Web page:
In [25]:

(<ipywidgets.widgets.widget_int.IntSlider at 0x1083956a0>,
 <ipywidgets.widgets.widget_int.IntSlider at 0x108395208>,
 <ipywidgets.widgets.widget_output.Output at 0x108395940>)

To actually display the widgets, you can use IPython's display function.

In [26]:
from IPython.display import display

At this point, the UI controls work just like they would if interact had been used. You can manipulate them interactively and the function will be called. However, the widget instance returned by interactive also gives you access to the current keyword arguments and return value of the underlying Python function. Note that unlike interact, the return value of the function will not be displayed automatically, but you can display a value inside the function with IPython.display.display.

Here are the current keyword arguments. If you rerun this cell after manipulating the sliders, the values will have changed.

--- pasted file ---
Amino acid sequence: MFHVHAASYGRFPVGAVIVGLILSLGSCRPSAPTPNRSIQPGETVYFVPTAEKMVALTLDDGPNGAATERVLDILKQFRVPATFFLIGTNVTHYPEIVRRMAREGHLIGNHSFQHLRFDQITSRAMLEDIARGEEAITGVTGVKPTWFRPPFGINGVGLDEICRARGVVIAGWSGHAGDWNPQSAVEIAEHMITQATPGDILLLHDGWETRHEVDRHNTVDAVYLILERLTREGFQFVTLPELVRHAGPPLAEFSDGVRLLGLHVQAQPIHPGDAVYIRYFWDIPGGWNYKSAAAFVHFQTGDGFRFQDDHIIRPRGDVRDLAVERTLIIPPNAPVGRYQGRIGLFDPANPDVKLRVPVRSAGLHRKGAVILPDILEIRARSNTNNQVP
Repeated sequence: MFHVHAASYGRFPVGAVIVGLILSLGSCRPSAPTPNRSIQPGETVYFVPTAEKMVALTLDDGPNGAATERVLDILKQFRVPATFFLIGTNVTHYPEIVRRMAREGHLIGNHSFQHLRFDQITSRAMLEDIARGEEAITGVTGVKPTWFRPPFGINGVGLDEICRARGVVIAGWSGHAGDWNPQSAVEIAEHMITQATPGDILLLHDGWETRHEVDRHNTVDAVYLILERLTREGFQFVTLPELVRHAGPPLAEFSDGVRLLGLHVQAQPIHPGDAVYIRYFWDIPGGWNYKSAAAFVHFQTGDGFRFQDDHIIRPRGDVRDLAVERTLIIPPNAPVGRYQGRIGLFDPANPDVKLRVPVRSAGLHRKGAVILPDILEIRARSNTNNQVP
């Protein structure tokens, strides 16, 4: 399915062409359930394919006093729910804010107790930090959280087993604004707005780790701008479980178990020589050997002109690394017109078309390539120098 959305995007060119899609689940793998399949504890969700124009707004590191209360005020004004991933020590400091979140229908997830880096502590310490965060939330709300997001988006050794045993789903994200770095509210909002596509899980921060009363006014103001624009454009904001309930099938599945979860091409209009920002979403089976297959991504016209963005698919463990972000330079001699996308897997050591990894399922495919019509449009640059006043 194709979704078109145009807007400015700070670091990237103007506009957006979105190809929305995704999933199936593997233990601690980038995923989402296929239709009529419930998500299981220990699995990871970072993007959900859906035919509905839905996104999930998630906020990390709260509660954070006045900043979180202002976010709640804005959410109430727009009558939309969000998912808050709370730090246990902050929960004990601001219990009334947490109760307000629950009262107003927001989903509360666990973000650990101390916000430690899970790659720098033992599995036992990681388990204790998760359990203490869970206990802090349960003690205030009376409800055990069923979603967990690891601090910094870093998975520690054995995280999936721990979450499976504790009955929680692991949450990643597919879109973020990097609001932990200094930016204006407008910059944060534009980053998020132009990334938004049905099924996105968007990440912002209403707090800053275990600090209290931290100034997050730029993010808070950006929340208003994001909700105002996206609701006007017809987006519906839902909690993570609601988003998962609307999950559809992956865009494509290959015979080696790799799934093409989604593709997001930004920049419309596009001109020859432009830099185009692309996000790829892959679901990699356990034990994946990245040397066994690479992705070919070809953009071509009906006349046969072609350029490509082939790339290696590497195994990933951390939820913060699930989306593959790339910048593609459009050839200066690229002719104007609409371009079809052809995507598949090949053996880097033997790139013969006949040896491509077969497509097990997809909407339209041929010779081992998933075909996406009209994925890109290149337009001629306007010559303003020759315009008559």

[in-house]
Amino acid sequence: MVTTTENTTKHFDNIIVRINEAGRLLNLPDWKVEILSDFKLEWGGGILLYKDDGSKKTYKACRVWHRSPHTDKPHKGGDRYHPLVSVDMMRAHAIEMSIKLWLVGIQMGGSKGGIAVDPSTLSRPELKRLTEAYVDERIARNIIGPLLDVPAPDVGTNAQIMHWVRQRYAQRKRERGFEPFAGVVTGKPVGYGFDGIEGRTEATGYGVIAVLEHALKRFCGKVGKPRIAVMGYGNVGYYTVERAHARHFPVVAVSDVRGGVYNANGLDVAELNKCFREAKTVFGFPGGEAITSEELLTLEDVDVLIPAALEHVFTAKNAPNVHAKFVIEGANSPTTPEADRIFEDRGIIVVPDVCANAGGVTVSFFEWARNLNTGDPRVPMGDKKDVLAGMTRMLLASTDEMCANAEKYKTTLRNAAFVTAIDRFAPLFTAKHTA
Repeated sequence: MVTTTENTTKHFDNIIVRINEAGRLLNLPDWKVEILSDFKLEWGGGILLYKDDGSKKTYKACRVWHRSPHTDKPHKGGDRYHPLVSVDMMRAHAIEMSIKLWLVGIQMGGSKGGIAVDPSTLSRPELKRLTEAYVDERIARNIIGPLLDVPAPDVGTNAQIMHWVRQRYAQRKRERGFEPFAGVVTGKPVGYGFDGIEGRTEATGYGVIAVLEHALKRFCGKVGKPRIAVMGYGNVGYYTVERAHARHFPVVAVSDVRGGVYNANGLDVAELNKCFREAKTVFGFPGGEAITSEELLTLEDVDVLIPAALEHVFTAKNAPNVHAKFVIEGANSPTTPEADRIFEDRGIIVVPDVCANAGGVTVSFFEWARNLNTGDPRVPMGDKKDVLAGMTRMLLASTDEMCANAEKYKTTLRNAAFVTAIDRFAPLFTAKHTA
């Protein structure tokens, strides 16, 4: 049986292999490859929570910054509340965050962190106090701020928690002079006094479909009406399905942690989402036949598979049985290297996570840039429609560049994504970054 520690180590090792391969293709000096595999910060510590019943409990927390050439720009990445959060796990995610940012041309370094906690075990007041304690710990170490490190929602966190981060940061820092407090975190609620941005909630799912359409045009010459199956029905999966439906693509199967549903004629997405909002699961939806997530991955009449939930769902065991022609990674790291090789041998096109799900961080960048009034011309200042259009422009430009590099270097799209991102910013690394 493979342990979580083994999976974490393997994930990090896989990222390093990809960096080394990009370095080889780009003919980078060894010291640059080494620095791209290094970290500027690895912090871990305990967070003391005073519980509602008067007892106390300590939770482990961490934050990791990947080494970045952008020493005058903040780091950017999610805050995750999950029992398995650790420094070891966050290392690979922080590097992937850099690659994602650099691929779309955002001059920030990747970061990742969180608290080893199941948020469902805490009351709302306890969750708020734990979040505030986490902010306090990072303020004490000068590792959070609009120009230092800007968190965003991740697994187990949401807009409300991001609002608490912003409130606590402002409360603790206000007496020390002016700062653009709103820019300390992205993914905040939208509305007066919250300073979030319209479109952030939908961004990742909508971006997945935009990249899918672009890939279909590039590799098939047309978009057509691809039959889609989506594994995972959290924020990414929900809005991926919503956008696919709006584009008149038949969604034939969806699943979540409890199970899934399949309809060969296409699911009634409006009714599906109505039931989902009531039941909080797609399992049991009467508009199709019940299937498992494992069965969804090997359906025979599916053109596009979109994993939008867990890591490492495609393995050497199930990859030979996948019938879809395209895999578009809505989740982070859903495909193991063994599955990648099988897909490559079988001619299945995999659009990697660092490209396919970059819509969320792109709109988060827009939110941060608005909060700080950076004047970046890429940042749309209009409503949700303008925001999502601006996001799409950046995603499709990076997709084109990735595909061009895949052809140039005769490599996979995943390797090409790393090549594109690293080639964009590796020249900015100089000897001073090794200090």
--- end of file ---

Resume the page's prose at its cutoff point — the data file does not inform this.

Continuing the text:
In [27]:

{'a': 10, 'b': 20}

Here is the current return value of the function.

In [28]:


Disabling continuous updates

When interacting with long running functions, realtime feedback is a burden instead of being helpful. See the following example:

In [29]:
def slow_function(i):
    print(int(i),list(x for x in range(int(i)) if 
                str(x)==str(x)[::-1] and 

In [30]:

1000000 [0, 1, 2, 3, 11, 22, 101, 111, 121, 202, 212, 1001, 1111, 2002, 10001, 10101, 10201, 11011, 11111, 11211, 20002, 20102, 100001, 101101, 110011, 111111, 200002]
CPU times: user 544 ms, sys: 2.77 ms, total: 547 ms